See also: Body Fat: brown, white, visceral, belly, butt

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Note: Information on this site is not intended as a substitute for medical advice

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1  They’re doing something right out West. Sixty-six percent of Americans are overweight or obese, with the national obesity rate doubling between 1976 and 1999. But as of 2007, California was the only state not getting any fatter.
2  The root of the problem? Depending on gender and how active they are, adults should eat 2,000 to 3,000 calories per day. U.S. agriculture now produces 3,900 calories of food per inhabitant per day.
3  People who regularly eat dinner or breakfast in restaurants double their risk of becoming obese.
4  Being overweight reduces a woman’s chances of getting pregnant.
5  The National Institutes of Health believes obesity is one of the reasons why the fastest-growing group of women experiencing infertility are those under 25.
6  We’re trying. Each year nearly $50 billion is spent on diet programs.
7  People who lose just 10 percent of their weight report significant improvement in their sex lives.
8  Biology is trying to help too. Leptin is a hunger-slaking hormone pumped into the bloodstream by fat cells. The more fat you have, the more leptin you make and the less hungry you feel.
9  Want to get your hands on some leptin? The hormone never panned out as a diet aid because most overweight people have become insensitive to it.
10  Over the course of a year, about 10 percent of an adult’s fat cells die. Alas, the body promptly replaces them.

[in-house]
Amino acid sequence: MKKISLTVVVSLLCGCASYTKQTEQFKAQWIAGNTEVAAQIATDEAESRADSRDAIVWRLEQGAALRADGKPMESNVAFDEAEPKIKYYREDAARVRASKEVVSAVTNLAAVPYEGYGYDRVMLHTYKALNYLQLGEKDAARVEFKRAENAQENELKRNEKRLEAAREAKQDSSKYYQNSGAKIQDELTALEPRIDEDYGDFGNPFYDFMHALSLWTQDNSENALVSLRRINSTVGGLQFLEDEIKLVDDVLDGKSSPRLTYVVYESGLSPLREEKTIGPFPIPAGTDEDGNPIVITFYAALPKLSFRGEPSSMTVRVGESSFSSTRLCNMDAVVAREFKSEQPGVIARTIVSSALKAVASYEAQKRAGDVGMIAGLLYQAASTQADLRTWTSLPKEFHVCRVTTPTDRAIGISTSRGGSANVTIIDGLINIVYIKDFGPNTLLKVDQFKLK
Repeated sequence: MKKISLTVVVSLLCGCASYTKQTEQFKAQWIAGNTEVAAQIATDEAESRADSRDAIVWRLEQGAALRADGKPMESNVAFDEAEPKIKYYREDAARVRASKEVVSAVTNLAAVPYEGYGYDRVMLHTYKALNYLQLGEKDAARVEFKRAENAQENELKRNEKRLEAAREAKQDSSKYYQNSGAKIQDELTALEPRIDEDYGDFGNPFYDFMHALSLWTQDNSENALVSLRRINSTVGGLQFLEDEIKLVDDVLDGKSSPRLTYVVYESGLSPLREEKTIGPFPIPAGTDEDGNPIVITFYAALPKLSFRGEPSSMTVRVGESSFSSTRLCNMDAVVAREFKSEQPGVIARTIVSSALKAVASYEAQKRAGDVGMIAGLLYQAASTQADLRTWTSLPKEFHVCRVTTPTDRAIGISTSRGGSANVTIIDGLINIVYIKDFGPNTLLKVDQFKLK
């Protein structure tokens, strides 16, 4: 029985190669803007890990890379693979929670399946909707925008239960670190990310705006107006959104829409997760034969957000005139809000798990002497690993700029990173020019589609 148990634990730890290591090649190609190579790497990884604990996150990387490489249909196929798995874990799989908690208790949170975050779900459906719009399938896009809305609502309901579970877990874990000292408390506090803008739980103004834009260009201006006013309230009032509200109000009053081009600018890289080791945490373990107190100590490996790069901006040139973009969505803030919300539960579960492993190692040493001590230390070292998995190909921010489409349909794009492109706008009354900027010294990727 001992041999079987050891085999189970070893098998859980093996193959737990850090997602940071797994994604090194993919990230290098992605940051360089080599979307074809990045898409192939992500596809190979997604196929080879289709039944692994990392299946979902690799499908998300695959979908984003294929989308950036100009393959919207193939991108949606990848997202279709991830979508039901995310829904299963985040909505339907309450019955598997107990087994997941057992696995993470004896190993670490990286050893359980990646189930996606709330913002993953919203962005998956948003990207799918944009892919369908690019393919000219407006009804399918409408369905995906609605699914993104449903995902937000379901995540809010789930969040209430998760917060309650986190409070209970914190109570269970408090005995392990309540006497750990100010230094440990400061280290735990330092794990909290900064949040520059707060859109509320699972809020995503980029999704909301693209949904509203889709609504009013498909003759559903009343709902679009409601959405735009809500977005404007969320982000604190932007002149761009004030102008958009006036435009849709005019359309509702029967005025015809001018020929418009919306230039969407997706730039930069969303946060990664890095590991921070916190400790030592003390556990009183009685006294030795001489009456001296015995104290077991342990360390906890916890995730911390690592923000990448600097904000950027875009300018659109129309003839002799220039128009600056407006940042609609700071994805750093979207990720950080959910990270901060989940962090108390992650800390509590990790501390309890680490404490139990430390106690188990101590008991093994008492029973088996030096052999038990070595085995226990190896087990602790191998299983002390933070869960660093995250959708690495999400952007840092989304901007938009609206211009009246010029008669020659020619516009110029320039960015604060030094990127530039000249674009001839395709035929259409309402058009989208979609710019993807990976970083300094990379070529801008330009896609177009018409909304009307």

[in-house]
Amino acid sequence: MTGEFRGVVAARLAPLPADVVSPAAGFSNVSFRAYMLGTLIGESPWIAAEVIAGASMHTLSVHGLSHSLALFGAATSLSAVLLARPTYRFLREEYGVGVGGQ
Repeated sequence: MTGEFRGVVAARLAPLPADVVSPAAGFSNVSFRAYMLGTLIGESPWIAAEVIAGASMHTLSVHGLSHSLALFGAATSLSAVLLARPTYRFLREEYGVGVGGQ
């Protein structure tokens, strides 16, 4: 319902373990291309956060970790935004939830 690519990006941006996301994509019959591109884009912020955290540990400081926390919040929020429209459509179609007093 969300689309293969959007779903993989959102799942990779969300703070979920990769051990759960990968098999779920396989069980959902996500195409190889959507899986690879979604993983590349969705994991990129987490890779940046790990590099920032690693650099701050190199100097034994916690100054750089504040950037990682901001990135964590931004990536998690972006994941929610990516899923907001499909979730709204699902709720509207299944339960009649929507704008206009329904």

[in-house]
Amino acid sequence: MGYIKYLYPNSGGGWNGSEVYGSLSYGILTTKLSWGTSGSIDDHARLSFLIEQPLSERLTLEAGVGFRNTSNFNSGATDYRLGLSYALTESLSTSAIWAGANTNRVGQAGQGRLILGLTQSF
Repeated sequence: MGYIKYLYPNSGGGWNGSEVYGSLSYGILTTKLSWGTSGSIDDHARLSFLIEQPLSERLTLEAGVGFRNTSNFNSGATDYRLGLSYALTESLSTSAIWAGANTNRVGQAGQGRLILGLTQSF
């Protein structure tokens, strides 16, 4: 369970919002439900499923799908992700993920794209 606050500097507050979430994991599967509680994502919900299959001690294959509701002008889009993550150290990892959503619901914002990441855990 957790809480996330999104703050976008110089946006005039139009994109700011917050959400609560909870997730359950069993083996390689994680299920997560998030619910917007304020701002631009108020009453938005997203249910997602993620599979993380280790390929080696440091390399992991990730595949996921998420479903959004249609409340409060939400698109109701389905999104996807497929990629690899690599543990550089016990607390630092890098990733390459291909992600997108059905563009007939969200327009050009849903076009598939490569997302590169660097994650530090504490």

11  The total number of fat cells in your body remains constant once you reach adulthood. Even after radical weight-loss procedures such as stomach stapling, fat cells return to their presurgery numbers within two years.
12  Try the vacuum instead. Liposuction is the only way to actually reduce the number of fat cells in your spare tire. Diet and exercise just shrink them.
13  New Zealander Pete Bethune gave a whole new meaning to biofuel when he used his liposuctioned fat to power the world’s fastest eco-boat. A way to solve the obesity epidemic and the fuel crisis?
14  It may make you prettier, but not healthier. Liposuction doesn’t remove fat from around the internal organs, so your fat-related health risks are unchanged.
15  Blame Mom and Dad. Obesity is more heritable than schizophrenia, high blood pressure, and alcoholism.
16  Cutting saturated fat intake to the recommended 10 percent of your calories will prolong your life, but only by a few months at most, researchers found.
17  The brain is about 70 percent fat.
18  Bottlenose dolphins use fatty tissue in the head, concentrated in an organ called the melon, to focus sound waves, giving them their sonar ability.
19  Think you have a spare tire? Whales are wrapped in fat—a thick layer of blubber—as vital insulation against the cold. Some whales have a blubber layer up to 20 inches thick.
20  Camels have the opposite problem: Living in hot climates, they want as little heat-trapping insulation as possible, so they concentrate their fat in their humps.

One Response to “20 things women don’t know about FAT”

  1. Eleanor Wu October 24, 2010 at 8:46 am #

    Thanks for sharing this list. Very true, some of this was NEWS to me.

    Like this